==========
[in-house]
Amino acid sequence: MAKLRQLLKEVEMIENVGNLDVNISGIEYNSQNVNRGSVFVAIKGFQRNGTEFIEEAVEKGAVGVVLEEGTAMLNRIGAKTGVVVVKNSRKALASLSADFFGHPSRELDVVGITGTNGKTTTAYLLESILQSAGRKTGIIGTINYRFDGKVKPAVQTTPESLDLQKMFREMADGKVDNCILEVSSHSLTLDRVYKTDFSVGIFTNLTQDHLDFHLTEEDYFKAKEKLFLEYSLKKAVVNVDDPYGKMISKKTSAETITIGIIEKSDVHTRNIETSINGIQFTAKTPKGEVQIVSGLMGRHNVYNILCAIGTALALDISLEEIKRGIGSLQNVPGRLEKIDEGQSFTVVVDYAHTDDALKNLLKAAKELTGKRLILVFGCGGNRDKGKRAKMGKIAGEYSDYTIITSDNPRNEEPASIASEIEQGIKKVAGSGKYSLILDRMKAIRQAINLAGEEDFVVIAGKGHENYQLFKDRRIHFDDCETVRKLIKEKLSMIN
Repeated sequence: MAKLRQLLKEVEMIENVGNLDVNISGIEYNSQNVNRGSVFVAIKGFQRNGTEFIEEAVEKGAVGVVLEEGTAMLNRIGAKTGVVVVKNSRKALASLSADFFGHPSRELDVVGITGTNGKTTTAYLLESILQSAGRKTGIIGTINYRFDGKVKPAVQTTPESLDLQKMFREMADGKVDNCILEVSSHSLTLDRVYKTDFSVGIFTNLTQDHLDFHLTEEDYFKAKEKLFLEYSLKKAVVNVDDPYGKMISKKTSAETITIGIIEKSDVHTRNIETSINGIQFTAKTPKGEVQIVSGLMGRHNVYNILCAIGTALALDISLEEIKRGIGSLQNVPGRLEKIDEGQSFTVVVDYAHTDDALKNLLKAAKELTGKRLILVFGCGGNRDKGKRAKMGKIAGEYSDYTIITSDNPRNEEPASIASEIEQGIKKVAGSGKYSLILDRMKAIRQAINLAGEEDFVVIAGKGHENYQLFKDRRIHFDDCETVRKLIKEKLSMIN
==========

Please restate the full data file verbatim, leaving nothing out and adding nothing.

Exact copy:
[in-house]
Amino acid sequence: MAKLRQLLKEVEMIENVGNLDVNISGIEYNSQNVNRGSVFVAIKGFQRNGTEFIEEAVEKGAVGVVLEEGTAMLNRIGAKTGVVVVKNSRKALASLSADFFGHPSRELDVVGITGTNGKTTTAYLLESILQSAGRKTGIIGTINYRFDGKVKPAVQTTPESLDLQKMFREMADGKVDNCILEVSSHSLTLDRVYKTDFSVGIFTNLTQDHLDFHLTEEDYFKAKEKLFLEYSLKKAVVNVDDPYGKMISKKTSAETITIGIIEKSDVHTRNIETSINGIQFTAKTPKGEVQIVSGLMGRHNVYNILCAIGTALALDISLEEIKRGIGSLQNVPGRLEKIDEGQSFTVVVDYAHTDDALKNLLKAAKELTGKRLILVFGCGGNRDKGKRAKMGKIAGEYSDYTIITSDNPRNEEPASIASEIEQGIKKVAGSGKYSLILDRMKAIRQAINLAGEEDFVVIAGKGHENYQLFKDRRIHFDDCETVRKLIKEKLSMIN
Repeated sequence: MAKLRQLLKEVEMIENVGNLDVNISGIEYNSQNVNRGSVFVAIKGFQRNGTEFIEEAVEKGAVGVVLEEGTAMLNRIGAKTGVVVVKNSRKALASLSADFFGHPSRELDVVGITGTNGKTTTAYLLESILQSAGRKTGIIGTINYRFDGKVKPAVQTTPESLDLQKMFREMADGKVDNCILEVSSHSLTLDRVYKTDFSVGIFTNLTQDHLDFHLTEEDYFKAKEKLFLEYSLKKAVVNVDDPYGKMISKKTSAETITIGIIEKSDVHTRNIETSINGIQFTAKTPKGEVQIVSGLMGRHNVYNILCAIGTALALDISLEEIKRGIGSLQNVPGRLEKIDEGQSFTVVVDYAHTDDALKNLLKAAKELTGKRLILVFGCGGNRDKGKRAKMGKIAGEYSDYTIITSDNPRNEEPASIASEIEQGIKKVAGSGKYSLILDRMKAIRQAINLAGEEDFVVIAGKGHENYQLFKDRRIHFDDCETVRKLIKEKLSMIN